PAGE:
On the Margins of Consumerism


Some people seem to practice sustainably for reasons other than environmentalism and maybe regarded as ‘accidental environmentalists’. These people are practicing sustainably because ‘structures’ in society impact on how they practice.  Here, the use of ‘structure’ draws on Giddens’s definition which incorporates the resources that people have access to (personal, infrastructural, institutional), and the rules (or norms) that govern their practices (Giddens, 1984). Accidental environmentalists are ‘on the margins of consumerism’ for several possible reasons: because they do not participate in a consumerist culture in the way that those with different resources or norms do, or because in a specific domain of their life they are involved in a practice which is motivated by non-consumerist values.


This fellowship will conduct a cross-project analysis to explore how meso-level structuring factors result in people living more sustainably in this context.This will involve addressing the following questions:

  1. What types of accidental environmentalists have been identified in empirical or theoretical work on sustainable behaviour, and what types of structures influence their practices?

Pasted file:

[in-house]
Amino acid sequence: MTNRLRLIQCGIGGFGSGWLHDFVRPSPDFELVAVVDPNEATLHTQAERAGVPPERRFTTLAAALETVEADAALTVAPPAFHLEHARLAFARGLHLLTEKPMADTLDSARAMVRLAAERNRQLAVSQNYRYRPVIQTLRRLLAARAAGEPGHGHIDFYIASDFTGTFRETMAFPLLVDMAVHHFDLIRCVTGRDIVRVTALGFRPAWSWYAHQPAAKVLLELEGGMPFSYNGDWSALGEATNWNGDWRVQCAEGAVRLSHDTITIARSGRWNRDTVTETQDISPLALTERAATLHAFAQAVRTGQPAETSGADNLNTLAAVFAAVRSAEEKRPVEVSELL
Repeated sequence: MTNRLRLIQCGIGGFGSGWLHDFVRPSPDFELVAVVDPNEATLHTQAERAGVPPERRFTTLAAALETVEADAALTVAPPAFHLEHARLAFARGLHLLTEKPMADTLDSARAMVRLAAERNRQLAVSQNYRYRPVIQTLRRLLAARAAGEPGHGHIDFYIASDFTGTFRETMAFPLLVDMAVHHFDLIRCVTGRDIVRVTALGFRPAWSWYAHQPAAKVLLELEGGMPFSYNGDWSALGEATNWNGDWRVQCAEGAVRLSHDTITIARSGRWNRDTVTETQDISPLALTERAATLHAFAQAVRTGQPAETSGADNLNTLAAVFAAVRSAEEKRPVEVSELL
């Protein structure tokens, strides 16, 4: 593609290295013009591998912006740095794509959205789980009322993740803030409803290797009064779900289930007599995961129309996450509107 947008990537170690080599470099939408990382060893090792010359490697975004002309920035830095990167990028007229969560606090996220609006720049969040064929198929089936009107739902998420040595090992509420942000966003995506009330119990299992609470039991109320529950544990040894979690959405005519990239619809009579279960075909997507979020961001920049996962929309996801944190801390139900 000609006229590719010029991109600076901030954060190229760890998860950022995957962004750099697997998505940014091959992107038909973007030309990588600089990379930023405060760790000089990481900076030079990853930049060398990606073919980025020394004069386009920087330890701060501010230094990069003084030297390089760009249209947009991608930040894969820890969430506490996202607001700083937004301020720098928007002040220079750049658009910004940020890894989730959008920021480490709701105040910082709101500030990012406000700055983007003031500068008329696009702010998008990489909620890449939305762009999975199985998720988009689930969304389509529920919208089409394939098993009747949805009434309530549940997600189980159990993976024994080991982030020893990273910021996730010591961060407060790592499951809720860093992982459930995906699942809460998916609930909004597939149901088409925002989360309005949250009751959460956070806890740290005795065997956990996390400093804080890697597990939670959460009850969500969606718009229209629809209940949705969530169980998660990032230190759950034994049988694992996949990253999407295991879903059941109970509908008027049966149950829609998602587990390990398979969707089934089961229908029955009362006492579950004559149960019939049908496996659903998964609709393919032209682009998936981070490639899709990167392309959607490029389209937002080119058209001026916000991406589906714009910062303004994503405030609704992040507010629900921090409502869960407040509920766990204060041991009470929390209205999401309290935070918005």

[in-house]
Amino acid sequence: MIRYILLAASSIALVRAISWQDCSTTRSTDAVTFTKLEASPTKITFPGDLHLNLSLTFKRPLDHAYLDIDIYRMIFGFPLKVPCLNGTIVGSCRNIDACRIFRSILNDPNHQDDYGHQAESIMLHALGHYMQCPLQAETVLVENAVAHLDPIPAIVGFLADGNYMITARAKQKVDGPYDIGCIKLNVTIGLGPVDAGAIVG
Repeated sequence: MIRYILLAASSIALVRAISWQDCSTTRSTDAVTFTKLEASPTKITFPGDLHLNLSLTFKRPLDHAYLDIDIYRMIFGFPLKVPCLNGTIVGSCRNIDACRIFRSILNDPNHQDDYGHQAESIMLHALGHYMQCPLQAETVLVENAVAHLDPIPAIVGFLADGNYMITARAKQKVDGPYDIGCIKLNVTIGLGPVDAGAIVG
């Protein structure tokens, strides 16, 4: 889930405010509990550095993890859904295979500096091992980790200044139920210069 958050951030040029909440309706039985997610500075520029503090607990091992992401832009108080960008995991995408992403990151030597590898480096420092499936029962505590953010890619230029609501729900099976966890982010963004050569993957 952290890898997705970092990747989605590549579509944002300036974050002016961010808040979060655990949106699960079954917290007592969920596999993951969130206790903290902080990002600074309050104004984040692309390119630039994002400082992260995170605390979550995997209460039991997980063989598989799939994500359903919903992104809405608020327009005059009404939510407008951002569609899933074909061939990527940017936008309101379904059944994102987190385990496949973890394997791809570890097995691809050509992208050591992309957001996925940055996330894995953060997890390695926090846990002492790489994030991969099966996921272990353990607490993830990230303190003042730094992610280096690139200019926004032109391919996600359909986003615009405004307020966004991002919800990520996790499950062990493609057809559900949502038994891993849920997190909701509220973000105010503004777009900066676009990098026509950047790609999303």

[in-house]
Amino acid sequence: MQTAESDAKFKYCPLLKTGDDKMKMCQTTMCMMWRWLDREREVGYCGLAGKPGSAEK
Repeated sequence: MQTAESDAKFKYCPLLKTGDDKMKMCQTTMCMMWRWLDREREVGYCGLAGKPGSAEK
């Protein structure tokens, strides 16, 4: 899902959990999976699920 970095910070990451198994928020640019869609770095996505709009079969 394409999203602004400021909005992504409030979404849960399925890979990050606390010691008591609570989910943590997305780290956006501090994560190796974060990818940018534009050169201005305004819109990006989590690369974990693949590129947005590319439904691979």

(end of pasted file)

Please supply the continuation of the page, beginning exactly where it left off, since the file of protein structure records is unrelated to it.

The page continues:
2. How do sustainable practices emerge among accidental environmentalists, and how are they performed?
  3. What can we learn from accidental environmentalists when designing policy in this area?


The major contributions of this work will be developing an understanding of the role of structure in unconsciously shaping practices, and understanding how policy could attempt to influence structure in the future.


The fellowship will consist of the following core research tasks:

  1. A literature review to develop a typology of accidental environmentalists, beginning by identifying empirical and theoretical work in secondary sources which deals with the specific influence of structure on practice in the context of sustainability. Literature which deals with people on the margins of consumerism, will also be explored
  2. A theoretical comparison of three case studies (Women’s Institute members, people living in fuel poverty, and parents running a walking bus), revisiting the qualitative data for each case, and building a theory of the way in which practices are adopted and performed for structural reasons. Secondary empirical literature that was identified in the previous phase will be used to add to the rigour of this theoretical work.
  3. An analysis of current policy and government support, using the insights from the previous phase, to see how such accidental environmentalists are encouraged. This phase will also involve creative thinking about other potential policy and support measures to enable further action in the future.

Research Team:

Fellow: Lucie Middlemiss

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